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PopEntertainment.com > Reviews > Record Reviews > Alison Moyet

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Alison MoyetVoice (Sanctuary U.K.)

Back in 1991, I interviewed Alison Moyet as she was releasing her third solo album Hoodoo.  At the time, we discussed her biggest international hit, an old-fashioned jazzy sounding cover of Billie Holiday's "That Ole Devil Called Love."  Although the song topped the charts in most countries outside of the United States, Moyet acknowledged it was not a good move to record the song.  "'That Ole Devil Called Love' wasn't proper for me," she said, "because in Europe and England it was my biggest selling single.  Unfortunately people completely boxed me after that.  Everybody thought I wanted to be a jazz singer.  I've never worked that way.  That kind of unnerved me."

Well, what a difference thirteen years makes, because Moyet's latest, Voice, is essentially an entire album of the same kind of standards (plus two Elvis Costello songs that only sound retro), complete with jazz instrumentation and vintage sounding arrangements.  From the evidence of the album, maybe she should not have been fighting the perception that she'd make a fine chanteuse all those years ago.

For Moyet has a fine, smokey alto that fits these classic songs and classy arrangements (by producer Anne Dudley, formerly of the Art of Noise) like a glove.  Some of these songs may be a little overly familiar, but Moyet's versions are inevitably worthy of praise.

A subtle undercurrent of melancholia and longing make the opener "The Windmills of Your Mind" (which had originally been the theme song from the 60s film The Thomas Crown Affair) a complete stunner.  I have to admit, when I first saw that she was covering the song I thought it was just too much a product of its time to work, but she nails it.  She sounds wonderfully bluesy on George Gershwin's "The Man I Love."  She also does a lovely job of two torchy songs en francais, Bizet's "Je Crois Entendre Encore" and Jacques Brel's "La Chanson des Vieux Amants."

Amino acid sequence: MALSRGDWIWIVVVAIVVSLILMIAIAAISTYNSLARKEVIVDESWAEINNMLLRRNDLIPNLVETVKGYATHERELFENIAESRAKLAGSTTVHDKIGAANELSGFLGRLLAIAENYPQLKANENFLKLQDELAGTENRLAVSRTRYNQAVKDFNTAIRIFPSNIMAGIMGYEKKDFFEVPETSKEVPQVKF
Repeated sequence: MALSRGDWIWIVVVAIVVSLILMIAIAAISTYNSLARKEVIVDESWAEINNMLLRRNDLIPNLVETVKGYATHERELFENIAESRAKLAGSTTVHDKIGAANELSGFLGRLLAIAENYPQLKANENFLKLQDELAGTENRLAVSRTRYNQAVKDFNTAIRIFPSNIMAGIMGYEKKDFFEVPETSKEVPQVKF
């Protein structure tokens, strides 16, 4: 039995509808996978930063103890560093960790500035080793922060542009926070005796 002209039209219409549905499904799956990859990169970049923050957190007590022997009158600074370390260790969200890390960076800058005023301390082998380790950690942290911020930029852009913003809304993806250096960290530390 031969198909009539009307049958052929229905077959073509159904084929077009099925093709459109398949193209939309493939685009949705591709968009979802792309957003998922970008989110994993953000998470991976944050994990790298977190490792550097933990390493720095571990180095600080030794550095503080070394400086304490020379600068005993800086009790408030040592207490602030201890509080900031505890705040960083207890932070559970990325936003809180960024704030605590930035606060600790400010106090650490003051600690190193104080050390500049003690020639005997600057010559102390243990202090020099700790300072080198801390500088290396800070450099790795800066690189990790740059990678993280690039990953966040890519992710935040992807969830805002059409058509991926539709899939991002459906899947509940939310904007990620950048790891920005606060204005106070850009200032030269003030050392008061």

She also does lovely covers of Elvis Costello's country lament "Almost Blue" and his Burt Bacharach collaboration "God Give Me Strength."  Both songs are wonderful... in fact "God Give Me Strength" is a near perfect song... and Moyet's interpretations are terrific. 

I do agree with Moyet's original assertion that these songs are light years from her pop-rock originals. "What Are You Doing For the Rest Of Your Life" seems like an entirely different species from her early singles like "Situation," as lead singer of Yaz.  However, now I'm a little sorry that it took so long for Moyet to bridge the gap between her different styles.  And even though I recognize that Voice is an attempt of an aging singer to rebuild her base by embracing the classics, she does do it with style.  (9/04)

Jay S. Jacobs

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Copyright © 2004 PopEntertainment.com. All rights reserved. Posted: September 25, 2004.